Faith Mission forming roots in east Gainesville neighborhoodMissions and Outreach
GAINESVILLE—When it comes to defining Faith Mission, one or two words simply won’t do. It’s the legacy and former home of the once-vibrant Faith United Methodist Church. It’s a haven for young and old in a neighborhood where poverty presents daily obstacles. It’s the building you’ll find sitting at 3701 N.E. 15th St.—housing much-needed community programs such as Kids Count in Alachua County—but one with a value that extends far beyond brick and mortar.
Most importantly, Faith Mission is an active community of faith comprised of men, women and children serving alongside each other in the N.E. 15th Street Corridor on the east side of Gainesville.
|Established in 2014, Faith Mission began with what program director Ward Simonton termed "an open slate," working first to build relationships and trust among those who live here.|
“It’s about relationships and trust building,” Director Ward Simonton said. “That’s the priority. That’s always the priority. You can’t connect with someone about faith, you can’t listen well or hear about a life struggle without those things being there.”
A Delicate Balance
Faith Mission was established in the summer of 2014 after Faith UMC was transitioned to a mission site. “It was decided it would be a nontraditional church,” Simonton said. “Faith-based, but very much an open slate about what the work would actually become.” Although Trinity United Methodist Church, located on the north side of Gainesville, provides administrative leadership, it’s run by a Faith Mission Leadership Team, which features an equal number of people from inside and outside the N.E. 15th Street neighborhood.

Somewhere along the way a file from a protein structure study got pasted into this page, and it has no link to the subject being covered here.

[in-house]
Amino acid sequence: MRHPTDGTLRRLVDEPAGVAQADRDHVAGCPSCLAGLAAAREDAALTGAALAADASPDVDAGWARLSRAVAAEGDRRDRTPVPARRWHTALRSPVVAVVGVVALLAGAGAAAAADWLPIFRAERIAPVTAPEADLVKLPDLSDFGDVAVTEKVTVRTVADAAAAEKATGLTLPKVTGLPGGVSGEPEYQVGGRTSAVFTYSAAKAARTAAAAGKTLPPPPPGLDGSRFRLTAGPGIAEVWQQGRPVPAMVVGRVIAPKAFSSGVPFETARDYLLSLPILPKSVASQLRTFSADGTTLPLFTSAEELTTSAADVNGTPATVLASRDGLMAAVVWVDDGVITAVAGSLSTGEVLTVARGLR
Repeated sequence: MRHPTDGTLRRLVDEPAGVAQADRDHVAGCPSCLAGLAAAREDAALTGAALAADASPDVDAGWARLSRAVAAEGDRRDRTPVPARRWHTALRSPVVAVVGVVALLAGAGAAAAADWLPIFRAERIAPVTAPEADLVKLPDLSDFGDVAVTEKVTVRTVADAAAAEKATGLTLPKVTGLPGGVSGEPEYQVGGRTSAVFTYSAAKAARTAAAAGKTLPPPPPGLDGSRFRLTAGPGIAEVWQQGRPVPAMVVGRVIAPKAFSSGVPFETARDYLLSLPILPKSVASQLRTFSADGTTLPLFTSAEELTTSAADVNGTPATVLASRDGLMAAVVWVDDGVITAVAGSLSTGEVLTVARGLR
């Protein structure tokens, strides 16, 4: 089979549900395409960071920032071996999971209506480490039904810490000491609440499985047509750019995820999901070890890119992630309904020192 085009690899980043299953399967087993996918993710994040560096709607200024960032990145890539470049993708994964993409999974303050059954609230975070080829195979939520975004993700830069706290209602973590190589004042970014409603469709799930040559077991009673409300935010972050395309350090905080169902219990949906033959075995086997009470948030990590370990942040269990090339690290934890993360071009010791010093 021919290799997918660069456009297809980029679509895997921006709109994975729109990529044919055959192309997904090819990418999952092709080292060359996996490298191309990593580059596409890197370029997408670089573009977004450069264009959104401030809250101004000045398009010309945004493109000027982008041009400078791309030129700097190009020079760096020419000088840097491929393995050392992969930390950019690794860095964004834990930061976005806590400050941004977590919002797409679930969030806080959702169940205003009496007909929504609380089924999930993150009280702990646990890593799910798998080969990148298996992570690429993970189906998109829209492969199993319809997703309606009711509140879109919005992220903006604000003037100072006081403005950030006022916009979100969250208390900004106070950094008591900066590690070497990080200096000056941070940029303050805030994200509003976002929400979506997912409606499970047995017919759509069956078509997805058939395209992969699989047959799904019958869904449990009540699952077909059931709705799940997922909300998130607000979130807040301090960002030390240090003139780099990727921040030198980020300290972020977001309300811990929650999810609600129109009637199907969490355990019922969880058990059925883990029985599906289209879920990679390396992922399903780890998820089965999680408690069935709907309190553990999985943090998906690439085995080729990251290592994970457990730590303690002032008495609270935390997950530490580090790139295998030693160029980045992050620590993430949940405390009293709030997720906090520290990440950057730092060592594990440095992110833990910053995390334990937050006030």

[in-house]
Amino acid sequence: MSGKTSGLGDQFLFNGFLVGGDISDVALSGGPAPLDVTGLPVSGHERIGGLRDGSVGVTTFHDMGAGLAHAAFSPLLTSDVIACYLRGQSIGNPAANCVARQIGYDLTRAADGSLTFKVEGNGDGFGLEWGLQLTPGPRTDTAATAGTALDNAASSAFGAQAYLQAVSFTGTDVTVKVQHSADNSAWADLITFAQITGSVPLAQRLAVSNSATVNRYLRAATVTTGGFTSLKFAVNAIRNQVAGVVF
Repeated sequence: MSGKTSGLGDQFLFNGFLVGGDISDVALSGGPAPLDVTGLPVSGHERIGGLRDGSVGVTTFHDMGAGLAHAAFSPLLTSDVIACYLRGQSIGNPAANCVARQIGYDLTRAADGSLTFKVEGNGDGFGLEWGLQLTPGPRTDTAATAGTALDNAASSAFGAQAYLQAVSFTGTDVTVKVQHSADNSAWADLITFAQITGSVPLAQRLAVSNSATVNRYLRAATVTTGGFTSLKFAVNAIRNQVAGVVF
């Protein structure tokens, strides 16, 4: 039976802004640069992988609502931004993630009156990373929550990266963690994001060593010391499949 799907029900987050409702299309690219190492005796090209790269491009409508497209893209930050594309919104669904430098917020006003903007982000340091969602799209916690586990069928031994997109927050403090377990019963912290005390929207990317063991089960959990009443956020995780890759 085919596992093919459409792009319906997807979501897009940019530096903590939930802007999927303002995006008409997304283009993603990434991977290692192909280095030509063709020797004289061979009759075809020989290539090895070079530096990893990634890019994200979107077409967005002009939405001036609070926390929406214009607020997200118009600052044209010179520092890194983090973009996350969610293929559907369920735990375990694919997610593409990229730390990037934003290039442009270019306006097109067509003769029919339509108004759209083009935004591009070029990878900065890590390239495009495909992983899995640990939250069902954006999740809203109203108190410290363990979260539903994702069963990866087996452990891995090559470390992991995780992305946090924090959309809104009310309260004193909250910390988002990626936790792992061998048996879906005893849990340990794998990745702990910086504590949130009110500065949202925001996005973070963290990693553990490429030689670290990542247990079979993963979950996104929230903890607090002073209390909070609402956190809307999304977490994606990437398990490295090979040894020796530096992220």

“We have come to understand that is just very, very important,” Simonton said. “It’s a delicate balance. It’s not Trinity dictating. It’s everyone on the leadership team working together.”
It’s people like Vickie Leggett, a longtime neighborhood resident and former Faith UMC member. “I just stayed around,” she said. “I’m not college educated, so I didn’t know what I could do. God just put it in my spirit to help out.” It’s local professionals like Rawlings Elementary School Principal Daniel Burney, whose school sits across the street from Faith Mission, as well as Johnnie Dennard, a retired civil engineer and Trinity member, and Mae Griner, a retired nurse and deaconess at Bartley Temple UMC. “There’s not a day goes by that I’m not connecting with at least one of the leadership team members,” Simonton said. “It’s a very dynamic group.”
|The northeast Gainesville neighborhood where Faith Mission is located includes close to 1,000 children. Many come from low-income or single parent households.|
A Lot to Learn
That team has no interest in duplicating services or taking a one-size-fits-all-approach. “There are challenges that are similar or the same in all low-income neighborhoods, but all low-income neighborhoods are not the same,” Simonton said. “They have different needs, different priorities.”
In the N.E. 15th Street Corridor, the needs are daunting. According to 2015 data gathered by community engagement specialist missionunite.com, the area of N.E. 15th Street, from 23rd Avenue to 53rd Avenue, is home to roughly 700 families and 1,000 children. Nearly a third of these residents live on less than $25,000 a year and 80 percent of the lower-income households are headed by single parents.
Across the community, which has three subsidized housing complexes, only 40 percent of adults hold a high school diploma or GED. “It’s very hard,” Griner said. “The people who are in those apartments, a lot of them don’t have cars, and they have to rely on bus routes. The next grocery store is probably about 2 1/2 miles away.”
With those realities in mind, Faith Mission’s entire first year was devoted to learning and helping where needed. “We partnered with the health department,” Simonton said. “We partnered with the school system. We partnered with an apartment complex down the street. We knew we had a lot to learn, so we didn’t go out and create anything new just on our own.”